New Which? data reveals that one in three people who text have received a scam message in the last six months, leaving them vulnerable to money or data loss.
Which? surveyed members of the public to investigate the scale and impact of messaging scams on people across the UK.
Alarmingly, Which? discovered that of those who had received a scam message in the last six months, over one in 14 (7%) had lost personal data, money – or both.
The consumer champion is calling on firms to put much better protections in place to prevent these fraudulent messages reaching people’s phones and devices.
Which? found that a third (34%) of respondents that use text messaging had received a scam text message in the last six months, while over half (59%) had received one at some point. After texts, Facebook Messenger was the most common platform for messaging scams, with a sixth (16%) of users having received a fraudulent message in the last six months, and over a third (35%) at any time. This was followed by one in 10 (10%) Whatsapp users getting a scam message in the last six months, and over a fifth (22%) at least once at any time.
The most common scam message claimed to be from HMRC – with more than 4 in 10 (42%) people who received a fraudulent message in the last six months receiving it. This was followed by a third (34%) receiving a message saying they had won a competition and a third (32%) an ‘injury claim.’ Meanwhile, fraudulent Paypal messages were received by just under a third (29%) of respondents. In January, HMRC announced that it had cut the most convincing messages reaching phones by 90%. But these new figures suggest there is still work to do on this issue.
Messaging scams typically aim to trick people into clicking links or calling a number to disclose personal or financial information. Fraudsters also use ‘number spoofing’ to make the recipient’s phone display the name of an organisation instead of a number, making the fraudulent text seem like an official message.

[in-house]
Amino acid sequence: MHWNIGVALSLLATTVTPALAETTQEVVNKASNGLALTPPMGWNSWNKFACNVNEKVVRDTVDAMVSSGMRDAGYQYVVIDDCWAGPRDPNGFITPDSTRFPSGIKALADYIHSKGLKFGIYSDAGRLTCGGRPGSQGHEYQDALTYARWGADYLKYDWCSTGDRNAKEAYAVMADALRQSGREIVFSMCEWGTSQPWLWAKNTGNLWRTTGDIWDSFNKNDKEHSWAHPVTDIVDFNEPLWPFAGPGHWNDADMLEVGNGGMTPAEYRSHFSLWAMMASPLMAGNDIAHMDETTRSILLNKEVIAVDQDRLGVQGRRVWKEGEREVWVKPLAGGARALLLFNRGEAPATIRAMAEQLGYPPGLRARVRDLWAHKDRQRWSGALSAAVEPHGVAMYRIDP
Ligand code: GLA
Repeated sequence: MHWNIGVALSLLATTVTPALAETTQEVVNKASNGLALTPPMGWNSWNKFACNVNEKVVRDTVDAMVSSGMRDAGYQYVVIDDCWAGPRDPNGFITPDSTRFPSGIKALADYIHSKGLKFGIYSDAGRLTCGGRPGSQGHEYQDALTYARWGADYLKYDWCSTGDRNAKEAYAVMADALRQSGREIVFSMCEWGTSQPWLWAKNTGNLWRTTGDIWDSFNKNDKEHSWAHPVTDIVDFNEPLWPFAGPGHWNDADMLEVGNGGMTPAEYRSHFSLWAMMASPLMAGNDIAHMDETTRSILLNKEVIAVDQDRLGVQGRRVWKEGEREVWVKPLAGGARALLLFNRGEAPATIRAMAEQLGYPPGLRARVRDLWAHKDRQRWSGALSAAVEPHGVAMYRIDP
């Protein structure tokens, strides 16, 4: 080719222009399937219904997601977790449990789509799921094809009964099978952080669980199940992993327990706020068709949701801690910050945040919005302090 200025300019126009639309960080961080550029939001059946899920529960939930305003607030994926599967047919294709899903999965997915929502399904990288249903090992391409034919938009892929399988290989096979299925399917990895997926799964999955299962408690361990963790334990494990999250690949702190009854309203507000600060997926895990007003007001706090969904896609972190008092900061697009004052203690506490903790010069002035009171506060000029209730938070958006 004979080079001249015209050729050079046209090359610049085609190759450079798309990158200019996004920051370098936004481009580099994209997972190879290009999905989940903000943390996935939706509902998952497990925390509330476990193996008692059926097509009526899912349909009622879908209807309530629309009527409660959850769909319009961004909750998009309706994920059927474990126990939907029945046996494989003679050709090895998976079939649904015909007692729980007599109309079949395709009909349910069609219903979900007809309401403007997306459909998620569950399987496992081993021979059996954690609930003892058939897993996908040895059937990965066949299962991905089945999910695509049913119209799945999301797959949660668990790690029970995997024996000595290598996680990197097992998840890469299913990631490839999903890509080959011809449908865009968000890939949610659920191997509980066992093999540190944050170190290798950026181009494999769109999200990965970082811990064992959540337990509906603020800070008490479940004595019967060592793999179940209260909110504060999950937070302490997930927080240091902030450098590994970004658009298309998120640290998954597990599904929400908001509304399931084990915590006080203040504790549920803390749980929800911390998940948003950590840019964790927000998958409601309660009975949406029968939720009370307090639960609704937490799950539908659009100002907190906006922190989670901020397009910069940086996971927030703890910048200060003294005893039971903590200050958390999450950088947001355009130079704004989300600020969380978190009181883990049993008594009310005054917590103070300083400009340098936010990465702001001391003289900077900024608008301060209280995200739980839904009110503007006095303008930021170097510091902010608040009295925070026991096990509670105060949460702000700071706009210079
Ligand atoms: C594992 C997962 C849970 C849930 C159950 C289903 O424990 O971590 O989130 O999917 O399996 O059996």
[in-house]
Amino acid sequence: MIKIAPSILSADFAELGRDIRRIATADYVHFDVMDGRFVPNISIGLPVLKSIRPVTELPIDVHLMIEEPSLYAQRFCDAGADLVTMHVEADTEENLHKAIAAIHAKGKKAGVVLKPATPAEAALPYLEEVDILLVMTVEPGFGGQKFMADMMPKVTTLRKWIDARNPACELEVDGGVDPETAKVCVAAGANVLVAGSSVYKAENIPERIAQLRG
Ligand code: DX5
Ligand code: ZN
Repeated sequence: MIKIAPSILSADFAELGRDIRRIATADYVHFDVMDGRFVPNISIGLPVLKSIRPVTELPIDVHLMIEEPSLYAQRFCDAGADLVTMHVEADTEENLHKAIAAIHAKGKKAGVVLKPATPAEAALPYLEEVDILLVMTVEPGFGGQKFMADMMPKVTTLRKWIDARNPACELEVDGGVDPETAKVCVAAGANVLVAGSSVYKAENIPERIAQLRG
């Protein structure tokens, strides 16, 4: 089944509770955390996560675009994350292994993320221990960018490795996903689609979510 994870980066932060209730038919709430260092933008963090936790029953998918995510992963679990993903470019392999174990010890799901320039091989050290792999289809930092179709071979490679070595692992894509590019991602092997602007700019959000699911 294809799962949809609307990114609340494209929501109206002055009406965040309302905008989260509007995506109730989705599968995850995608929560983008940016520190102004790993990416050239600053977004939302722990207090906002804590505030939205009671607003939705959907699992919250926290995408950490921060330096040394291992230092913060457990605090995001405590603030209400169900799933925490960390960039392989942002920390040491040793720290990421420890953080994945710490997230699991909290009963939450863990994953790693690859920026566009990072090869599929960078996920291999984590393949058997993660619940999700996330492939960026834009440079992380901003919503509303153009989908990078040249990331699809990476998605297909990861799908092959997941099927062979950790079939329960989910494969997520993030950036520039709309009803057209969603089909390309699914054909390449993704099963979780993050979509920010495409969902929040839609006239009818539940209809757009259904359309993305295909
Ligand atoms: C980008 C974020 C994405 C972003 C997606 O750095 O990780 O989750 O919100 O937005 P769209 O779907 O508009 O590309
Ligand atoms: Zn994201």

Which? is warning people to be vigilant as this type of scam can lead to the loss of sensitive information or life-changing sums of money. Just recently, Which? heard from a TSB customer who was tricked after receiving a scam message that claimed to be from the bank. The fraudster had capitalised on TSB’s ongoing IT crisis and subsequently convinced the individual to transfer £70,000. Fortunately, TSB reimbursed the money to the customer after committing to MPs that it would refund customers who fell victim to fraud during its IT meltdown.
In February 2016 a new fraud taskforce was established by Government with one of its aims to address vulnerabilities that fraudsters can exploit. However, it is not clear what progress has been made, and Which? is calling for an update to include any work being done to tackle the problem of scam messages.
Which? believes that firms should work with telecoms companies to try to prevent these messages from reaching peoples’ phones, while also developing secure and trusted alternatives for contacting their customers. Customers should also be given better ways to verify any genuine business that is contacting them.
Adam French, Consumer Rights Editor said:
“We found frightening numbers of people are receiving scam messages, leaving them vulnerable to the loss of their hard-earned cash and also sensitive personal information. Firms must take action to introduce the systems needed to stop these messages reaching people’s devices.
“While we await action on this, it’s important that people remain as vigilant as possible. Stop and think about a message you receive before engaging in communication. The problem is still rife – any unexpected messages could well be a scam.”
Notes to editors
Which? surveyed 2093 members of the public via Populus in June 2018. The ‘six months’ therefore relates to January – June 2018.
In response to Which?’s research an HMRC Spokesperson said:
“HMRC is a trusted brand that fraudsters regularly try to exploit. We’re aware of these scams and have a dedicated team who work with Internet Service Providers, other government departments and law enforcement to identify, frustrate and close down fraudulent operations. We use a range of technical solutions to prevent malicious messages getting through to our customers, and offer comprehensive advice to the public to help them identify genuine communications.”
Which? advice, click link: How to spot a messaging scam
Which? top tips:
1) Was the message unexpected?
2) Are there spelling or grammatical errors?
3) Don’t follow any links in the message
4) Don’t share any personal information, passwords or PIN numbers
5) Contact the organisation directly if your concerned
6) Never reply to the message
7) Report the scam message